Black Wind, White Snow: Imagining Eurasia

 
 

According to Charles Clover, the Financial Times’ former Moscow bureau chief, “Eurasia was therapy for three generations of men who were buffeted by wars and repressions[.]” A geopolitical concoction, a fantastical fabrication in need of governmental reification, Eurasia, per Clover, served as an underpinning, as a yearning, for generations of Russian exiles, dissidents, inhabitants of the Gulag. Now, nearly a century after Eurasia first came to life in Paris salons and among intra-exile communications, the notion of a great inland continent — of a separate space, carved and hemmed between Europe and Asia — has glommed onto the rhetoric of a revanchist Kremlin, which remains bent of translating Eurasia from decades-old books to modern reality.

But how did this idea of Eurasia become one of the main theoretical girders of the current Kremlin? As Clover outlines in Black Wind, White Snow, Eurasia’s path from imagined community to attempted reality under Russian President Vladimir Putin comes coated in just that: imagination. Layered with remarkable fraudulence and outright fabrication, the notion of Eurasia now serves as a fallback for a Kremlin with little else to offer — and which now threatens the post-Cold War order.

Clover’s masterful tracing of the history of Eurasia begins in the 1920s, with a handful of post-Bolshevik exiles attempting to come to terms with the new Russia — the new Soviet Union — replacing tsarist-era rule. Nikolai Trubetskoy, Roman Jakobson, Petr Savitsky — all, in their nostalgia, detailing the “hermetically sealed totalities” of Eurasia, the “gigantic basin” gathering millions in a unified identity across the then-Soviet space. Outlining the space from the steppes of western China to Murmansk and eastern Romania, Eurasia, noted Trubetskoy, was “historically destined to be a single state entity.”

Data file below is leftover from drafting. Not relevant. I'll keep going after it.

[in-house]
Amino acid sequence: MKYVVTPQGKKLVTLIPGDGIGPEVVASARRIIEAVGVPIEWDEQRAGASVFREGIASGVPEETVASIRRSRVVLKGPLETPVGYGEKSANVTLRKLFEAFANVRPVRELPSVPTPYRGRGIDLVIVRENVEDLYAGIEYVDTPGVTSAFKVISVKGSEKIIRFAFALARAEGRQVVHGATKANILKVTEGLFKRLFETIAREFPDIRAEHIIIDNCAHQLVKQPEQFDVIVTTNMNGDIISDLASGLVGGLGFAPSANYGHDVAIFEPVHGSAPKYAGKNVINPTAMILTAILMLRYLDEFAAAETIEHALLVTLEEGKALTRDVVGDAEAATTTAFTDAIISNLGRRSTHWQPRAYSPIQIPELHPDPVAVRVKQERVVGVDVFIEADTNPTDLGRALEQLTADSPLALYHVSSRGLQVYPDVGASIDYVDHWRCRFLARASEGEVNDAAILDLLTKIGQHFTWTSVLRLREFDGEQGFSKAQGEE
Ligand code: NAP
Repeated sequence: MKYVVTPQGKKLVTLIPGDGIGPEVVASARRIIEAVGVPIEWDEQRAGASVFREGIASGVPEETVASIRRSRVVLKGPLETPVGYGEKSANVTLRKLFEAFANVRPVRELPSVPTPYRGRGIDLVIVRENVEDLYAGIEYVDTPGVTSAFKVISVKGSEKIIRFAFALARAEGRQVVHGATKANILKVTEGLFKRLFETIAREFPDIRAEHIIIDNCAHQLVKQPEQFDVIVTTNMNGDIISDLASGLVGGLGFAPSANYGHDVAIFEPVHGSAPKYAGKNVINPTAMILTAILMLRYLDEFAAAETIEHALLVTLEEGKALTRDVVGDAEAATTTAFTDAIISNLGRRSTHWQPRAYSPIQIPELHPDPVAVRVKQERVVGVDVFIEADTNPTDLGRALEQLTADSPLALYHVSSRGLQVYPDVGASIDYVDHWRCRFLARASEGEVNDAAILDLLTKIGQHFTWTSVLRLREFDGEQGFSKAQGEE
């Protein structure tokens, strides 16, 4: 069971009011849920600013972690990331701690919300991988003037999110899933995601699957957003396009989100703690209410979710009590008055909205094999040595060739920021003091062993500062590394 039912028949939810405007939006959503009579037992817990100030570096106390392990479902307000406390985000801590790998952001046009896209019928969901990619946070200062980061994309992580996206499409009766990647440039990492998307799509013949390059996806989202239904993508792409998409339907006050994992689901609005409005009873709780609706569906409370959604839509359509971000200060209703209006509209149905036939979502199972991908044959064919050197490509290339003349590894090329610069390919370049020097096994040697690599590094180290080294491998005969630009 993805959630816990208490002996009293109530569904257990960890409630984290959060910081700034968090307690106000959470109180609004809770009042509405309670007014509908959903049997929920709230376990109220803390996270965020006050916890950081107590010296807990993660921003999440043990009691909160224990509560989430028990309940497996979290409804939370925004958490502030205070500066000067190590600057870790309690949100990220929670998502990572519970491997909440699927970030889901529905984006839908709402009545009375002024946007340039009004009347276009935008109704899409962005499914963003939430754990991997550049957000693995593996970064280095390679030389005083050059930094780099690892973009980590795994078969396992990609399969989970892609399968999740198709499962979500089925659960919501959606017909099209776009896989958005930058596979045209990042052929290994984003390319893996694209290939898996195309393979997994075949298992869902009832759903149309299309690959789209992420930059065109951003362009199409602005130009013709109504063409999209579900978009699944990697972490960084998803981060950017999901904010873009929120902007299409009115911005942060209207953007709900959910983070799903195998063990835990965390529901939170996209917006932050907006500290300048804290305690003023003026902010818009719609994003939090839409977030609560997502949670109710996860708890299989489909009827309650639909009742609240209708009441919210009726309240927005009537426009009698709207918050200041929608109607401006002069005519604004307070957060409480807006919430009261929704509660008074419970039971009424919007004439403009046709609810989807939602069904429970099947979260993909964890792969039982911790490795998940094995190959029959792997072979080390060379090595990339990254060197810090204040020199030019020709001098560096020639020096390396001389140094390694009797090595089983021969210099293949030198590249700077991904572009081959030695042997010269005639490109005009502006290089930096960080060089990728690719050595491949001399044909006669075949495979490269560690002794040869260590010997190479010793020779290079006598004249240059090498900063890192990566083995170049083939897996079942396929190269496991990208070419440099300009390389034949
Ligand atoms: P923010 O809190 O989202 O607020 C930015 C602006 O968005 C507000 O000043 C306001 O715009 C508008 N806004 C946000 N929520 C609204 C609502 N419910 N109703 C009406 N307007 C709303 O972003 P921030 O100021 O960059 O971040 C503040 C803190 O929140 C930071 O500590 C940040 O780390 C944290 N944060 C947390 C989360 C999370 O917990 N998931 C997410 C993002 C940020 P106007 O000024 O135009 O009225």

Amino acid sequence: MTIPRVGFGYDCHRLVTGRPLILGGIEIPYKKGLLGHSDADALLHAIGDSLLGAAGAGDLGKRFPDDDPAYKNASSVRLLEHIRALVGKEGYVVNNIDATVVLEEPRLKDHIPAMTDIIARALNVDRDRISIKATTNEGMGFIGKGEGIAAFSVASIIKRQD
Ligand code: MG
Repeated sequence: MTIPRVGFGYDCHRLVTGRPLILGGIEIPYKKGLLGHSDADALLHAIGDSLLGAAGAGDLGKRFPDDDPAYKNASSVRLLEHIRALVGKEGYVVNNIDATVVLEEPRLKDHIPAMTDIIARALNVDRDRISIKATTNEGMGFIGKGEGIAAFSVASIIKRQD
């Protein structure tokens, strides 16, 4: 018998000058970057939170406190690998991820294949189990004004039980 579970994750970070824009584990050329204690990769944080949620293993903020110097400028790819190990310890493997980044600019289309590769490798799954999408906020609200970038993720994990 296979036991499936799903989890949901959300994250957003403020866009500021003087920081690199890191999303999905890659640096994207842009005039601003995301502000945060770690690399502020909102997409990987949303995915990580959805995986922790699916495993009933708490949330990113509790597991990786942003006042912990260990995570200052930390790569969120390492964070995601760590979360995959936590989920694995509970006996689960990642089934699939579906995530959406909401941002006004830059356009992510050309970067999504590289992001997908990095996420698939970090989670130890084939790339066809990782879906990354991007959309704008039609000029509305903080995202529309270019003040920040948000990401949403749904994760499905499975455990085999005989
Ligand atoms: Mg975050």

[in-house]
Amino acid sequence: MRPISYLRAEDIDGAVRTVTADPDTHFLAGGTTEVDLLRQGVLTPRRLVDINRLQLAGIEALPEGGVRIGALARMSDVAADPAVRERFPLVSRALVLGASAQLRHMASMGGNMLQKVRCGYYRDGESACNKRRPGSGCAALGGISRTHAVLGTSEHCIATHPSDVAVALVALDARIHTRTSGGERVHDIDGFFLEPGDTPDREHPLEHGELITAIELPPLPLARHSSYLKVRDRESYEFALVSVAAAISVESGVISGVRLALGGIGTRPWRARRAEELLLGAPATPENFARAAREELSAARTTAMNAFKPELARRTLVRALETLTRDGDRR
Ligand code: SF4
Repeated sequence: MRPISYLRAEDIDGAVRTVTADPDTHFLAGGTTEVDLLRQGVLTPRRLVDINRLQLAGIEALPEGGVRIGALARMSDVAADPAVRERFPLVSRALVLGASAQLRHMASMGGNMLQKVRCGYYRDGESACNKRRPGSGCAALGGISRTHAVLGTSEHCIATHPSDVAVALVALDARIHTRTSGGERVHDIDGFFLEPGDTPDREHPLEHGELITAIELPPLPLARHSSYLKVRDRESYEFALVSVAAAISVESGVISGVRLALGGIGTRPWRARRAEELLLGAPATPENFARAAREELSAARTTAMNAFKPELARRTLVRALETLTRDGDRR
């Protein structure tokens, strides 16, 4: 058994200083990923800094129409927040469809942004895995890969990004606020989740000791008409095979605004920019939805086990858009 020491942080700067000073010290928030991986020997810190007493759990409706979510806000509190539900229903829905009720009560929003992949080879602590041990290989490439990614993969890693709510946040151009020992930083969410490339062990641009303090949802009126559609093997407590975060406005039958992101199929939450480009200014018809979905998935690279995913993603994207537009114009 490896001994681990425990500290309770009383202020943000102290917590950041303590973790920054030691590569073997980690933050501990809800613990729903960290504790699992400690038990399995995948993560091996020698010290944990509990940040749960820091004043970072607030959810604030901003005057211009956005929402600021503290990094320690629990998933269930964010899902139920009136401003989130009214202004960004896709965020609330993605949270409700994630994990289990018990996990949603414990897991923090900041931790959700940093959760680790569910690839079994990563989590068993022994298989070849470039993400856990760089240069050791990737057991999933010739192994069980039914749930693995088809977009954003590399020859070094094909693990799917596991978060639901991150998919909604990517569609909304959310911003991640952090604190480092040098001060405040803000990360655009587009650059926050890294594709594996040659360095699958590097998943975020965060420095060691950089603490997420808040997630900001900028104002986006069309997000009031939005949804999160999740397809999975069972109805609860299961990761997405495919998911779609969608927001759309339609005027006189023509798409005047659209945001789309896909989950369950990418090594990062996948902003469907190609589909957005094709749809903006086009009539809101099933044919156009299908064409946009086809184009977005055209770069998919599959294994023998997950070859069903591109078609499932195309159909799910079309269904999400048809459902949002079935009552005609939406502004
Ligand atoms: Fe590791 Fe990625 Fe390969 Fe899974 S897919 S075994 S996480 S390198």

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Soon, the dream of Eurasia would be passed to, and would be further cataloged by, Lev Gumilev, the cantankerous son of a pair of Russia’s most well-known 20th-century poets. Gumilev piled further theory atop the Eurasian idea, layering psychological traits upon the geographical breadth his predecessors had detailed. Claiming that the myriad nationalities of the Russian (and Soviet) empire were but voluntary subjects of the tsar’s wishes, Gumilev evolved Eurasia into an apologia for Moscow’s empire.

Gumilev, feted though he eventually was, never caught the ear of the country’s political scions. Indeed, Eurasia may have faded, may have remained little more than ink and paper, had it not been for a scraggle-beard philosopher named Alexander Dugin. A neo-fascist by day and movement organizer by night, Dugin wrested Eurasia from its Soviet-era birth and updated it for a Russia reeling from an imploded economy, a flailing Kremlin, and colonies — those remaining segments of Eurasia — suddenly independent.

Since meeting Putin in 2000, Dugin has seen his musings on the necessity and inevitability of Eurasia — gathered in his Foundations of Geopolitics, written in 1997– taught widely at Russia’s General Staff Academy and other military universities. Dugin eventually becoming a professor himself at Moscow State University. Among the other “imperative[s]” detailed in Dugin’s writings are the “total and unfettered control of Moscow over the entire length of the Black Sea coast stretching from Ukrainian … territory” to central Georgia. As one researcher on the Russian right said about Foundations, “There has probably not been another book published in Russia during the post-communist period which has exerted a comparable influence on Russian military, police, and statist foreign policy elites.”